Josh Leong’s 13-minute short Chicken is meant to be a sympathetic look at incarcerated youth. But it does little to challenge carceral systems, instead acquiescing in the idea that it’s the people in prison who are broken, rather than the system that has caged them.
The film features the convincingly anguished Jordan Biggs as a 16-year-old father incarcerated for a violent crime. The boy is a victim of domestic violence himself; he is locked in a cycle of abuse, unable to react with care and kindness, and unfit, he fears, to be a father. In prison he participates in a program in which the boys raise baby chicks. The hope and the promise of the film is that by caring for these animals, he will learn to care for his child and for himself.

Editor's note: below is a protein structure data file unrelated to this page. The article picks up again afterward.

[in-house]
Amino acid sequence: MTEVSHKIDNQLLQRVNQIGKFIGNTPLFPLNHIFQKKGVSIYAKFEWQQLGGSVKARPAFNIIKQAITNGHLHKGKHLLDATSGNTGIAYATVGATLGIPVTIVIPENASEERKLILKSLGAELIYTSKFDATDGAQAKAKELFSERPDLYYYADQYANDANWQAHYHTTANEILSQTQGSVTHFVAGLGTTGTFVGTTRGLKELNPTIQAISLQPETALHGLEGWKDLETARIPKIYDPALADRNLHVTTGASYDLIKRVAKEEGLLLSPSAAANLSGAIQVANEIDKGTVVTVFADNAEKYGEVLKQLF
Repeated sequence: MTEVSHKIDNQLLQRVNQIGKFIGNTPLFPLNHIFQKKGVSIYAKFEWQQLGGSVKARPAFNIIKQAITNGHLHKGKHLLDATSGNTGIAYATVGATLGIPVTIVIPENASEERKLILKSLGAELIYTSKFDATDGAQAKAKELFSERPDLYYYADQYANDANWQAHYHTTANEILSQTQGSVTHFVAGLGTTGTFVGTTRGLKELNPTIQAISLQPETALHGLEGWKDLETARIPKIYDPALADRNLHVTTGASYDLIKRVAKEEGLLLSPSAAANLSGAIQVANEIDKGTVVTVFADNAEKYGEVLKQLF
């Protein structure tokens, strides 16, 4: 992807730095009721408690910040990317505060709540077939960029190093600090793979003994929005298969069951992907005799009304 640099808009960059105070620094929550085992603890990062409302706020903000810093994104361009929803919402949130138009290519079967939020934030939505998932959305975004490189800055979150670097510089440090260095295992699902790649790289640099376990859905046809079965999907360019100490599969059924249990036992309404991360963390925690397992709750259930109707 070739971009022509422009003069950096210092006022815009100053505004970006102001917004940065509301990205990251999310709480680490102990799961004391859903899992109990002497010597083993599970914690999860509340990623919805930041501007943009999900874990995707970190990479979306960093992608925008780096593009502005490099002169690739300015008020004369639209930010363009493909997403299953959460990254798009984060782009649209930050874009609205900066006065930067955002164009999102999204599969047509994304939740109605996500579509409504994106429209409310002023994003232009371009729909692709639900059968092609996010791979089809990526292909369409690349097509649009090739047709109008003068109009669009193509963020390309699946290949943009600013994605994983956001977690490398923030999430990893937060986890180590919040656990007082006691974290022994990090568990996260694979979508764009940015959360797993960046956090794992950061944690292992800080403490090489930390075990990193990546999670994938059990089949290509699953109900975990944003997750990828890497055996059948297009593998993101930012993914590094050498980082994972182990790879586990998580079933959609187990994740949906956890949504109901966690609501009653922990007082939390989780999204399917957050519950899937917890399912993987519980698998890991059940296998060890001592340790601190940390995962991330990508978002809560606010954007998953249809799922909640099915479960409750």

Animal-care programs in prison are extremely worthwhile and valuable, not least because they recognize the humanity of those behind bars. But any discussion of prison needs to acknowledge that prison itself is part of a cycle of violence, not a solution to it. A scene in which a counselor (Opal Besson) tells the boy that he is “not trapped” seems especially tin-eared. She means that he isn’t doomed to hurt others, but she tells him so while he is literally in handcuffs. Physically, materially, he absolutely is trapped, and jailers are not in a position to offer bland promises of freedom.
I’m certain Leong means well, and the chick-raising program is a worthy cause. But prison is a massive, racist source of violence and harm. A film about incarcerated people, especially one purporting to advocate for them, needs to engage with that fact. 13 min.